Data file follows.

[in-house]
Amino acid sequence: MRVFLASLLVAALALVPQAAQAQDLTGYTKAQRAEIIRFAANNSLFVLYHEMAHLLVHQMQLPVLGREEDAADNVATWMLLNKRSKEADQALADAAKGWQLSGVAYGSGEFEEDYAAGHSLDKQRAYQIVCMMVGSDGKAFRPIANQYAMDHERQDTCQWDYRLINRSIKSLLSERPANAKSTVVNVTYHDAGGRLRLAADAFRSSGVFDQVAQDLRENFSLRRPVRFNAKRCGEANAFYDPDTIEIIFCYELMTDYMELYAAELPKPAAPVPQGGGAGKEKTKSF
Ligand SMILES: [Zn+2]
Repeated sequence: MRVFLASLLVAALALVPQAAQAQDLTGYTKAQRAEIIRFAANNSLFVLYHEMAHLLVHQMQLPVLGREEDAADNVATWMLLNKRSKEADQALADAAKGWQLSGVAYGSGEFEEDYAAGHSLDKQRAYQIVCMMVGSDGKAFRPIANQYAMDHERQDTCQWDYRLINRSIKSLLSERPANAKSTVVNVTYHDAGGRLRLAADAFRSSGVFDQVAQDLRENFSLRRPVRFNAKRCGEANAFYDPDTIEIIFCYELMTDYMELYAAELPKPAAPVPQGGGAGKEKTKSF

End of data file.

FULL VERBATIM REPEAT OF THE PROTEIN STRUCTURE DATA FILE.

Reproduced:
[in-house]
Amino acid sequence: MRVFLASLLVAALALVPQAAQAQDLTGYTKAQRAEIIRFAANNSLFVLYHEMAHLLVHQMQLPVLGREEDAADNVATWMLLNKRSKEADQALADAAKGWQLSGVAYGSGEFEEDYAAGHSLDKQRAYQIVCMMVGSDGKAFRPIANQYAMDHERQDTCQWDYRLINRSIKSLLSERPANAKSTVVNVTYHDAGGRLRLAADAFRSSGVFDQVAQDLRENFSLRRPVRFNAKRCGEANAFYDPDTIEIIFCYELMTDYMELYAAELPKPAAPVPQGGGAGKEKTKSF
Ligand SMILES: [Zn+2]
Repeated sequence: MRVFLASLLVAALALVPQAAQAQDLTGYTKAQRAEIIRFAANNSLFVLYHEMAHLLVHQMQLPVLGREEDAADNVATWMLLNKRSKEADQALADAAKGWQLSGVAYGSGEFEEDYAAGHSLDKQRAYQIVCMMVGSDGKAFRPIANQYAMDHERQDTCQWDYRLINRSIKSLLSERPANAKSTVVNVTYHDAGGRLRLAADAFRSSGVFDQVAQDLRENFSLRRPVRFNAKRCGEANAFYDPDTIEIIFCYELMTDYMELYAAELPKPAAPVPQGGGAGKEKTKSF